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Long-Term Health Concerns in Construction & How to Overcome Them

03/03/2022 Blog

The construction industry is essential to both the economy and society in general. It is a major contributor to jobs and is a driver of both skills development and innovation. Indeed, the varied roles in the sector mean there are a plethora of accessible and rich career paths.

Nevertheless, for all the positives evident in the construction industry, it can be a career choice that offers risk for employees and contractors of all stripes. There is significant potential for long-term health conditions as a result of working in construction. The good news is, gaining some awareness of these risks can help workers, project leads and industry executives alike to take the steps needed to mitigate the worst outcomes.

Let’s take a closer look at some of the most prevalent chronic health concerns and how to overcome them.

Auditory Issues

One of the more prevalent health issues in the construction industry comes from the presence of loud noises. Almost all aspects of construction create consistent background noise of significant levels. The deteriorating effects of this shouldn’t be underestimated. Outright deafness is not the only possible issue. There is also potential for tinnitus and hearing impairments that can affect the quality of workers’ lives.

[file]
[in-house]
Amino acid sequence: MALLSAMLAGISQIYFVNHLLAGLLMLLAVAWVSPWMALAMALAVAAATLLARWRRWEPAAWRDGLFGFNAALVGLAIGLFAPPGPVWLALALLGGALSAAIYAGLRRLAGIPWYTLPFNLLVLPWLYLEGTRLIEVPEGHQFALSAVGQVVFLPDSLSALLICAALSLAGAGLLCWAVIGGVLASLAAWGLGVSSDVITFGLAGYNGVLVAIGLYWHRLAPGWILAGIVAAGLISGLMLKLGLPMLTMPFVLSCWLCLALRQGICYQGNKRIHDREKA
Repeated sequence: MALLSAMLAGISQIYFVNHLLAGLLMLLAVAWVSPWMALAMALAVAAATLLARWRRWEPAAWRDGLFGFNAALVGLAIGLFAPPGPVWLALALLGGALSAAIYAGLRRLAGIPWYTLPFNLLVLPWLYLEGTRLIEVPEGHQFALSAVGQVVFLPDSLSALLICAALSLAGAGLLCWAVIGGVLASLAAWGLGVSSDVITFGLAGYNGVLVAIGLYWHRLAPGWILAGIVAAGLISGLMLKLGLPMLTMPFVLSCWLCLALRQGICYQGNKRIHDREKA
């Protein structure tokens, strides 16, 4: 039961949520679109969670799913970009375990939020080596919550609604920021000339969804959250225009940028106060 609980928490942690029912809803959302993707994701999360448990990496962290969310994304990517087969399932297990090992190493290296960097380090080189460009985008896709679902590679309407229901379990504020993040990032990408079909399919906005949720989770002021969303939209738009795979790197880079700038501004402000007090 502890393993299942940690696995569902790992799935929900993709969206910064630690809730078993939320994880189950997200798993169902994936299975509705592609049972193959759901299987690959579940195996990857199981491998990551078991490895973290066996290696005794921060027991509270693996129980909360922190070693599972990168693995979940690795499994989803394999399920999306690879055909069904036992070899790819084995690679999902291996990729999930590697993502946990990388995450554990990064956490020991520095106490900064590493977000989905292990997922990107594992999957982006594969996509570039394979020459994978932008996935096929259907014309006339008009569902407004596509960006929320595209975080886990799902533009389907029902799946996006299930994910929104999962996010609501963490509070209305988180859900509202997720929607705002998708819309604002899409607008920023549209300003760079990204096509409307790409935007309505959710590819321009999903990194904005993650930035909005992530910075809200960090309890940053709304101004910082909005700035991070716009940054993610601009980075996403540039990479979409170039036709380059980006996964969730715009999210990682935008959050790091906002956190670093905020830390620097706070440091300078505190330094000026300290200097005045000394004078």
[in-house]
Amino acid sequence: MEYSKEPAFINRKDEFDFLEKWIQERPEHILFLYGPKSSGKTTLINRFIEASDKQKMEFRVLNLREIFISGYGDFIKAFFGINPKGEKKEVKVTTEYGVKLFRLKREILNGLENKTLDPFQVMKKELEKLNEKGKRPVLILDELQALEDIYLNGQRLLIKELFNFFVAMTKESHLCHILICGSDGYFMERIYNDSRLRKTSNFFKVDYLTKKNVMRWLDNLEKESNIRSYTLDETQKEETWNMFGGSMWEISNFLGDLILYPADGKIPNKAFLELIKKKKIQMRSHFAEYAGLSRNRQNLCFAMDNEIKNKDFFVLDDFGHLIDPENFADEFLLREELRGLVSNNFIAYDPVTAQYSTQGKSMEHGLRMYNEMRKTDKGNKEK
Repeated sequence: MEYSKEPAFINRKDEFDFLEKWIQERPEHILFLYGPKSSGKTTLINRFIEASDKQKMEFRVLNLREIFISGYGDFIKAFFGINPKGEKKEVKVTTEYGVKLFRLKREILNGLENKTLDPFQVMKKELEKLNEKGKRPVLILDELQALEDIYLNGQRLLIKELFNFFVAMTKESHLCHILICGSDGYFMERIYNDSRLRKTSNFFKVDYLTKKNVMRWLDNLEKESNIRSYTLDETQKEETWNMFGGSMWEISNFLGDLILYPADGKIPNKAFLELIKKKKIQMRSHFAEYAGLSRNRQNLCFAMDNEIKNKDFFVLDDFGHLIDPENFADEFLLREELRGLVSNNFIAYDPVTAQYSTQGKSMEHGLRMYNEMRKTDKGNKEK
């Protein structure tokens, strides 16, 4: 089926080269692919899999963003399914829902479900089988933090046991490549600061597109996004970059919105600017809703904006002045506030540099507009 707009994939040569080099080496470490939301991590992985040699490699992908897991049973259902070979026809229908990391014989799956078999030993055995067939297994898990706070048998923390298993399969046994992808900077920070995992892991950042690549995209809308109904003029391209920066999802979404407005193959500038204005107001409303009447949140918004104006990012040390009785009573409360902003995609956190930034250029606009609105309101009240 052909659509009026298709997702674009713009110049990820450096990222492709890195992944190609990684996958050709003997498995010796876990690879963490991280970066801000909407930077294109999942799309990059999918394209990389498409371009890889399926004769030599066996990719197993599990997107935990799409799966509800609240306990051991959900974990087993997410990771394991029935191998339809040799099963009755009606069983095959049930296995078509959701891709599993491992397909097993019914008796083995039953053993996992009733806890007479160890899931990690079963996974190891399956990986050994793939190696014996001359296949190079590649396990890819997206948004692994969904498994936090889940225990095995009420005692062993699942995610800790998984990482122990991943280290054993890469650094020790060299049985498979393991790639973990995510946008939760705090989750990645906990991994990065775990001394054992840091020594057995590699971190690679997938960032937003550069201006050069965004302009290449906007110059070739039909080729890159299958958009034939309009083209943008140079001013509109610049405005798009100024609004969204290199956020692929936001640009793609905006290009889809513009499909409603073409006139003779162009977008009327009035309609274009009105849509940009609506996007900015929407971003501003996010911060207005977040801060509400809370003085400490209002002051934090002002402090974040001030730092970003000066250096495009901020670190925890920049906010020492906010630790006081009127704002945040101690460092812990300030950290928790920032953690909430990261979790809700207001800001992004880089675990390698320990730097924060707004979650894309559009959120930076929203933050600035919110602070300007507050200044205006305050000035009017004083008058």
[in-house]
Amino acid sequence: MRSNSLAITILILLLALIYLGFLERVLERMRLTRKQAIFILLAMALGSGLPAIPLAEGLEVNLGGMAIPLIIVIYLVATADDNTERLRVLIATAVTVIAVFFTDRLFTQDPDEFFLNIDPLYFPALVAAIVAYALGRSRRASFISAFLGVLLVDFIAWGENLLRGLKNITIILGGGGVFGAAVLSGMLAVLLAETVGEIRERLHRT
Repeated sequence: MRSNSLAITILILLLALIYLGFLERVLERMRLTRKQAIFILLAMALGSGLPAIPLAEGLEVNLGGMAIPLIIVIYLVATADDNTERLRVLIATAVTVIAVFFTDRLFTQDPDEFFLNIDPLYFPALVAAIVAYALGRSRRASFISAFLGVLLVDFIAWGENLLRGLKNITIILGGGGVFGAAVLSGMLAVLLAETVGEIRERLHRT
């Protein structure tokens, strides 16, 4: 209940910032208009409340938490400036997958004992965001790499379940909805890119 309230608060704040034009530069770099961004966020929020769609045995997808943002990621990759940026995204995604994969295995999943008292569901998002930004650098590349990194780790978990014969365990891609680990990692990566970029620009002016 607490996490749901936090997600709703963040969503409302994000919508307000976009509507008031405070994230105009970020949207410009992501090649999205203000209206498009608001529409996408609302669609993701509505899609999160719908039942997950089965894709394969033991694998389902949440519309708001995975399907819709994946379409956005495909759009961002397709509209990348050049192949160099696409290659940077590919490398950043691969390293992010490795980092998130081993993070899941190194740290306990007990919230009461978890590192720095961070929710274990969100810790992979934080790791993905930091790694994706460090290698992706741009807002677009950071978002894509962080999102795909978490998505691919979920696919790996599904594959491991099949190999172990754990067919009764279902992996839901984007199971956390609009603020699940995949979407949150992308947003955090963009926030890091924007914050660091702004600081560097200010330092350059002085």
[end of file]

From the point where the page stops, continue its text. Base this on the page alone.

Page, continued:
It may seem like this isn’t a serious risk, due to the requirement to wear appropriate protection for high-noise activities. The problem here is that the Centers for Disease Control and Prevention (CDC) report around 52% of noise-exposed construction workers isn’t actually wearing hearing protection.

Overcoming this health risk needs to be a matter of leadership educating workers about the risks and insisting on protective equipment use. They should also be performing regular spot checks on compliance in this regard. These measures shouldn’t be limited to those performing roles around heavy machinery. Workers subjected to background noise and persistent vibration should also be provided with sufficient protective equipment.

Lung Conditions and Cancer

As far as environmental exposure goes, the high potential for lung conditions and cancer is probably among the most concerning health risks. The presence of vapors, gasses, dust, and fumes in general on building sites is a major cause of chronic obstructive pulmonary disease (COPD) among construction workers. But there are also issues with specific materials in common industry use over the past 100 years or so.

The mesothelioma risks attributed to asbestos exposure have received a lot of attention in the past. Perhaps less well-known is the potential for construction workers to develop asbestos lung cancer. This is where exposure to asbestos fibers combined with other forms of pollution and lifestyle elements contribute to the development of cancer later in life. Both have clear roots in construction activities, though. Contemporary workers are unlikely to work with asbestos as a production material. However, they can still be exposed to fibers when renovating or dismantling buildings in which asbestos was utilized.